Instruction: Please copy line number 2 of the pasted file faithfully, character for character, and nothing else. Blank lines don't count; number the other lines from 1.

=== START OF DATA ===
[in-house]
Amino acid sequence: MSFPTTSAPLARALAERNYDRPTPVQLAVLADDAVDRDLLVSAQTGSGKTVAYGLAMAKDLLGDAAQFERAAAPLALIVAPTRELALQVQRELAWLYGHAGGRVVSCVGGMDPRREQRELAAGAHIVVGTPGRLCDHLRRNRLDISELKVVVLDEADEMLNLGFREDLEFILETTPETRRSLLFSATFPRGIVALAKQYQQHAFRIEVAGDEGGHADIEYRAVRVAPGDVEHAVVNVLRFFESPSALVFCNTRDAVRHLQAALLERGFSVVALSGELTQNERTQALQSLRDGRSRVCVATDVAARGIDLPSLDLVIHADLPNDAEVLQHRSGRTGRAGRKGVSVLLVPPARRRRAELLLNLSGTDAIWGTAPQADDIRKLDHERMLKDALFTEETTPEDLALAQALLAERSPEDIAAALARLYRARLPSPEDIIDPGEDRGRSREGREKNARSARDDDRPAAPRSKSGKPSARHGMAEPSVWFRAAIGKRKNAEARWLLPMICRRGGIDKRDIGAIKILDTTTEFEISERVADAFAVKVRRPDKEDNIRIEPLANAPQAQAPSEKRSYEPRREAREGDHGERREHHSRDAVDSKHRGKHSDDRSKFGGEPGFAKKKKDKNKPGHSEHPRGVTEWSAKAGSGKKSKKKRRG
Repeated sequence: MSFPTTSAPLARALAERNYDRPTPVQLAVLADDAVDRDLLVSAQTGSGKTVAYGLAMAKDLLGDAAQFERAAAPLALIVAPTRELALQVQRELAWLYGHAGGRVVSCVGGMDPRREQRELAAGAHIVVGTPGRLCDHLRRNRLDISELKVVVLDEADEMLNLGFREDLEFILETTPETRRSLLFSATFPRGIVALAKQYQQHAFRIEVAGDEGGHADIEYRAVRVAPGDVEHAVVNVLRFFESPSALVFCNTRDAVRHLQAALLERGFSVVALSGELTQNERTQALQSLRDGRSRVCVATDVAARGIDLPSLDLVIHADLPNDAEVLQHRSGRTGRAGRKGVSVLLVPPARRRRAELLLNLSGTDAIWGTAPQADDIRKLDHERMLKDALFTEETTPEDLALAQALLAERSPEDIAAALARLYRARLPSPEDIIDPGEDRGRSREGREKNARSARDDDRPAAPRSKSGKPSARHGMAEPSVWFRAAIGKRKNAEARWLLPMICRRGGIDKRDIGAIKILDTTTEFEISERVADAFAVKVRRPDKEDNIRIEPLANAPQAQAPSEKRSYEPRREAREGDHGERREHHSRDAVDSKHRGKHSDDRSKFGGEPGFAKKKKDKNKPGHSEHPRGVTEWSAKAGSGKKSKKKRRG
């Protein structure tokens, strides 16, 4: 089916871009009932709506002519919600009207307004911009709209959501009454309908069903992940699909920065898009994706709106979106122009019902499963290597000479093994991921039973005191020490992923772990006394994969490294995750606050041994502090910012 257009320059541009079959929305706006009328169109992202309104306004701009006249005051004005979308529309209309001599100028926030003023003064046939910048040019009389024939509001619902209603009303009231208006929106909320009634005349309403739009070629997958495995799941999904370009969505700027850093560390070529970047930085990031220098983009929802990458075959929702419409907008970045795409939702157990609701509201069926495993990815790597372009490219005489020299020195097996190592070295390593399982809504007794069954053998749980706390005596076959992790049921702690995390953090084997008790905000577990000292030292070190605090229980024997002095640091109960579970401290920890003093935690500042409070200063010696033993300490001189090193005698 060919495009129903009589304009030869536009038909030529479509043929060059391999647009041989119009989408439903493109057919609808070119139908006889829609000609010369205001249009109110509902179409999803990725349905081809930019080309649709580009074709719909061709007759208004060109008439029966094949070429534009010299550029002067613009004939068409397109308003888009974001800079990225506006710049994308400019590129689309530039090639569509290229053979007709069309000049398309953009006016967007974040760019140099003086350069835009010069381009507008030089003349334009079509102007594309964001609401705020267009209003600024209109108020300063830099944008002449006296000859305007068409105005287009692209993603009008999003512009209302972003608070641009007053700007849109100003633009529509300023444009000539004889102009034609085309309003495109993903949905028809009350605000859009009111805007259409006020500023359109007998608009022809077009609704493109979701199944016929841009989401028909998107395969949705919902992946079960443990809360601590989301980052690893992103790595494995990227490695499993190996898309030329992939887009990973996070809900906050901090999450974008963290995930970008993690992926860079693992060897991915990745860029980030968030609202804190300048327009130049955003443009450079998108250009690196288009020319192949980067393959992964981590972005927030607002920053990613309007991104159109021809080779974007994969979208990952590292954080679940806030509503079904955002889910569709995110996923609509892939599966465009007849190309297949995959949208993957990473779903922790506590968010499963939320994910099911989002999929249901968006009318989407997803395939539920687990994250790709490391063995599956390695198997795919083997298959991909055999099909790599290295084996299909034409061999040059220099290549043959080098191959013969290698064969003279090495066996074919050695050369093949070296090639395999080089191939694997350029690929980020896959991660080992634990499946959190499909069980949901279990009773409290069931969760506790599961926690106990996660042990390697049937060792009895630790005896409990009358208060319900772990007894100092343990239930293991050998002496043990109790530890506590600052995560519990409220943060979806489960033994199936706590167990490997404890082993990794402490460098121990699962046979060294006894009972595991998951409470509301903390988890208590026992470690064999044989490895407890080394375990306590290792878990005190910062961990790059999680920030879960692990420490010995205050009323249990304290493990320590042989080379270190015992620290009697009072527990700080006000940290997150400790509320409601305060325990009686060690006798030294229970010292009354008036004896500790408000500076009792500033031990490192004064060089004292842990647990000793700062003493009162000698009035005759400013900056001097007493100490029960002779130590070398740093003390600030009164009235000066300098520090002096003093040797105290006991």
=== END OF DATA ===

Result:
Amino acid sequence: MSFPTTSAPLARALAERNYDRPTPVQLAVLADDAVDRDLLVSAQTGSGKTVAYGLAMAKDLLGDAAQFERAAAPLALIVAPTRELALQVQRELAWLYGHAGGRVVSCVGGMDPRREQRELAAGAHIVVGTPGRLCDHLRRNRLDISELKVVVLDEADEMLNLGFREDLEFILETTPETRRSLLFSATFPRGIVALAKQYQQHAFRIEVAGDEGGHADIEYRAVRVAPGDVEHAVVNVLRFFESPSALVFCNTRDAVRHLQAALLERGFSVVALSGELTQNERTQALQSLRDGRSRVCVATDVAARGIDLPSLDLVIHADLPNDAEVLQHRSGRTGRAGRKGVSVLLVPPARRRRAELLLNLSGTDAIWGTAPQADDIRKLDHERMLKDALFTEETTPEDLALAQALLAERSPEDIAAALARLYRARLPSPEDIIDPGEDRGRSREGREKNARSARDDDRPAAPRSKSGKPSARHGMAEPSVWFRAAIGKRKNAEARWLLPMICRRGGIDKRDIGAIKILDTTTEFEISERVADAFAVKVRRPDKEDNIRIEPLANAPQAQAPSEKRSYEPRREAREGDHGERREHHSRDAVDSKHRGKHSDDRSKFGGEPGFAKKKKDKNKPGHSEHPRGVTEWSAKAGSGKKSKKKRRG